Listing ways in which you hope to amend damage caused by addiction (separated into areas such as education, relationships, and legal or financial issues) can help provide insight into why you initially decided to become sober and can help maintain your motivation.
Relapse prevention tools can be learned through our professional treatment and can prove essential in recovery.
Triggers may be internal, such as low self-esteem, anxiety, or stress, or external, such as people, places, or things. Making a list of internal and external triggers helps a person to gain awareness and thereby reduces the risk of relapse.
A comparison of the consequences of substance use versus not using can help in decision-making and reduce the risk of relapse. Awareness of thoughts that associate substance use with good outcomes, and the potential negative consequences of encountering high-risk situations, can challenge positive ideas about returning to substance use. This can help with mental relapse prevention.
Replacing the negative coping mechanism of substance abuse with healthy habits results in positive outcomes in the long run. A mental health professional at Vita Recovery can help you to expand and develop your repertoire of healthy coping skills so that triggers or high-risk situations are addressed, regardless of whether they lead to substance use-related feelings, thoughts, or bodily sensations.
Increased perceived stress and tension increase the risk of relapse. Mind-body relaxation reduces the use of drugs and alcohol and can help to prevent relapse, as it helps you to let go of negative thoughts, dwelling on the past, or worrying about the future.
Holistic treatments such as acupuncture, yoga, art therapy, and meditation help to reduce stress. Deep breathing techniques can be learned through healing activities that can be applied virtually anywhere.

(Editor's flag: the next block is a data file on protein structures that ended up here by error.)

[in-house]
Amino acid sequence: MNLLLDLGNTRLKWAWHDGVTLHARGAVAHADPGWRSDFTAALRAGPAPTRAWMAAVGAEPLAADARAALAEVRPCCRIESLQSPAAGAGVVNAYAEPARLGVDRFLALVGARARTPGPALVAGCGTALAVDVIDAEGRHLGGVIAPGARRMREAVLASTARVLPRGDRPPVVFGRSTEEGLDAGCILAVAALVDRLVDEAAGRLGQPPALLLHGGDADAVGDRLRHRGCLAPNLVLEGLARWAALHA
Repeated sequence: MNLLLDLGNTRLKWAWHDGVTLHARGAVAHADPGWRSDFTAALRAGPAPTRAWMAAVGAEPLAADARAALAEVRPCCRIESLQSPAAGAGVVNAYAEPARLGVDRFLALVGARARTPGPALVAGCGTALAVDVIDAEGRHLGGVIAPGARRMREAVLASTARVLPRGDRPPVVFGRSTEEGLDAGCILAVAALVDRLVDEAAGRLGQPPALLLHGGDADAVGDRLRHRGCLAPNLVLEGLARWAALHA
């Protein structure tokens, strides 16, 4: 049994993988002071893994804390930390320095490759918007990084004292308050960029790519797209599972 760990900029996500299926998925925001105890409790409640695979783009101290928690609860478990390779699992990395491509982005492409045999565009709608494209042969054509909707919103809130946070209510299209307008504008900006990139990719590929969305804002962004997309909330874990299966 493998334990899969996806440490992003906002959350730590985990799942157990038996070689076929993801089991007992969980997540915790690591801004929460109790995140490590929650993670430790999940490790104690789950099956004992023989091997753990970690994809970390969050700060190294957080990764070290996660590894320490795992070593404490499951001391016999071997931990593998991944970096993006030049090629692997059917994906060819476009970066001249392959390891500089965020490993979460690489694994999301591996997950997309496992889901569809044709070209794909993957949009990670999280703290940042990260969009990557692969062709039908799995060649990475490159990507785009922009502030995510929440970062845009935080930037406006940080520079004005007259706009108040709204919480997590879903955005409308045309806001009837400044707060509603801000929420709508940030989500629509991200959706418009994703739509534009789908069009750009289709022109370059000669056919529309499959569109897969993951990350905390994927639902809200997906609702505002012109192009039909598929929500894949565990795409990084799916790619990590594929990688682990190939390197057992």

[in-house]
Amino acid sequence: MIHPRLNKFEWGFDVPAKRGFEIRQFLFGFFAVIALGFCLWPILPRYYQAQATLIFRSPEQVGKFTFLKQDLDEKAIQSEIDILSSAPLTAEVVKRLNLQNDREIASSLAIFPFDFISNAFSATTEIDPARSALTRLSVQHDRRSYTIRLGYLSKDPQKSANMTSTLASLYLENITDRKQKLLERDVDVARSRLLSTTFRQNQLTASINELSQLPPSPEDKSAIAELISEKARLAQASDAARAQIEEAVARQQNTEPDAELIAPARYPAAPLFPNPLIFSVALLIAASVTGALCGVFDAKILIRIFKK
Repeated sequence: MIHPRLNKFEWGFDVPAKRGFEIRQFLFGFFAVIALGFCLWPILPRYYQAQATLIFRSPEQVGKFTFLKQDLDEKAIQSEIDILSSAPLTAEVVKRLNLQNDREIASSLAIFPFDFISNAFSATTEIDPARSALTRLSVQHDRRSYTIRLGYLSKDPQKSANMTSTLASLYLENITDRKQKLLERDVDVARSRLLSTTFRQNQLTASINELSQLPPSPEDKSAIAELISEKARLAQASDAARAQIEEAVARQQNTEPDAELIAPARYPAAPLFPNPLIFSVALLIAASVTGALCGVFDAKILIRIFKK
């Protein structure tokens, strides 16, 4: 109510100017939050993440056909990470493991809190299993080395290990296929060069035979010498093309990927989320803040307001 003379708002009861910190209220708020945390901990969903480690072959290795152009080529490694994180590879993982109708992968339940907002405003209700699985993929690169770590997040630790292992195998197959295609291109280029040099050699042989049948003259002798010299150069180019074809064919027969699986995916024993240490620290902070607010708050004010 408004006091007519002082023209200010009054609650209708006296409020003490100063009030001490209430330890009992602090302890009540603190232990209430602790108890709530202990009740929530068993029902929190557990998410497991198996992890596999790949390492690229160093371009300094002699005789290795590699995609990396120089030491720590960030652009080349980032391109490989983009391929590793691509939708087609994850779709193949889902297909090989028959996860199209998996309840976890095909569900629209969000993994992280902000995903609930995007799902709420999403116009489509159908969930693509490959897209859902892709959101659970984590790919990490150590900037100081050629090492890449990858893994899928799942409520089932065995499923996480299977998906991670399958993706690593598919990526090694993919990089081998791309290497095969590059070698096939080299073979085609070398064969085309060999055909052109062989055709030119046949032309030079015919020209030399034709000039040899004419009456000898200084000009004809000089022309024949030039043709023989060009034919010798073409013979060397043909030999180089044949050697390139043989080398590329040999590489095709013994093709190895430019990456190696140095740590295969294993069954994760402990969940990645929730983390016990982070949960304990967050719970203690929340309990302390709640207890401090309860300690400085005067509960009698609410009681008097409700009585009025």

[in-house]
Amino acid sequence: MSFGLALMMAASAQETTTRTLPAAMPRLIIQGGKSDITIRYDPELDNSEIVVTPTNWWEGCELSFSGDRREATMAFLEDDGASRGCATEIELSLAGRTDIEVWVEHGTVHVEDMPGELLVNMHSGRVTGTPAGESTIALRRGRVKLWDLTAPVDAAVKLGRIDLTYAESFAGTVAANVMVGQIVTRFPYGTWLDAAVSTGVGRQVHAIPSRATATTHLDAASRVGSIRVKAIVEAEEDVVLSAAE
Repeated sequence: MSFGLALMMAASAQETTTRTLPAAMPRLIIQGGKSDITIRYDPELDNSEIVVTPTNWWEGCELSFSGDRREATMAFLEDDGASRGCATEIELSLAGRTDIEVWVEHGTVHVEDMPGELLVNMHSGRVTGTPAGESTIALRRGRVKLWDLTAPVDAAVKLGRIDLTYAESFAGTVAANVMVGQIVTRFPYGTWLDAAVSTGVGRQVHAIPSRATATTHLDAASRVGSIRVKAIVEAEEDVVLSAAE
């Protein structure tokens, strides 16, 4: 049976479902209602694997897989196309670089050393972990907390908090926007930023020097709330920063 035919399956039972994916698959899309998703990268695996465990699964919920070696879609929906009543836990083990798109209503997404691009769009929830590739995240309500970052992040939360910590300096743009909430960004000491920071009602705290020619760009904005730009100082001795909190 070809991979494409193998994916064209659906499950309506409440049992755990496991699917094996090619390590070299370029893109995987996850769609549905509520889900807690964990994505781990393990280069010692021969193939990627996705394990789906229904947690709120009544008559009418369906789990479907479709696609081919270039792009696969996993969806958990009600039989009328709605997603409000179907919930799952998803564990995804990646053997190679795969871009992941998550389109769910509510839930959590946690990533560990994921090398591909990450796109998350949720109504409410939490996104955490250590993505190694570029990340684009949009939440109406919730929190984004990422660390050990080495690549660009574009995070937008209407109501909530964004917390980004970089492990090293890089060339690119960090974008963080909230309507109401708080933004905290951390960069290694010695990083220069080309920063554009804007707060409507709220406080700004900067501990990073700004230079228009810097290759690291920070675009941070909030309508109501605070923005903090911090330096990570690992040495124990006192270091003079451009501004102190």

Relapse-prevention therapy and mind-body relaxation are often combined into mindfulness-based relapse prevention. Mindfulness-based relapse prevention therapy – often including mindfulness meditation – may be used as an adjunctive treatment for substance use disorders and mental health conditions. This concept teaches you to become more self-aware and thereby better able to recognize and cope with potential triggers.
Part of creating a new life in recovery is setting aside time to relax. The practice of self-care during mind-body relaxation commonly translates into self-care for the rest of your life.
Attending treatment programs like ours - that offer therapy and counseling sessions - can prove vital. It can help a person to understand that they are not alone, learn about others' recovery and coping skills, and know that they have a safe place, free of judgment, to go to for support. A person in recovery should never hesitate to seek emotional support from group therapy, other adults, self-help groups, or trustworthy family members and friends.
The most important thing to do to help prevent relapse is to take good care of yourself. Poor self-care can lead to mentally and emotionally draining situations that make a person want to escape.
Self-care includes being honest with those in your recovery circle, doctors, counselors, family members, and sponsors. Developing healthy relationships with oneself and others, improving communication skills, and being part of recovery support groups are all important.
It also includes taking any medications or supplements as directed, taking up mind-body relaxation, and keeping your mind healthily occupied. Any existing physical or mental health issues should be addressed by seeking treatment. Creative endeavors and getting involved in volunteer work can also be greatly beneficial.
Another part of self-care involves proper nutrition and physical exercise. Eating a healthy diet and exercising can improve sleep quality, which is another important element of self-care. A structured sleep, exercise, and eating schedule may help.
To find out more about how Vita Recovery can help you with relapse prevention, get in touch today.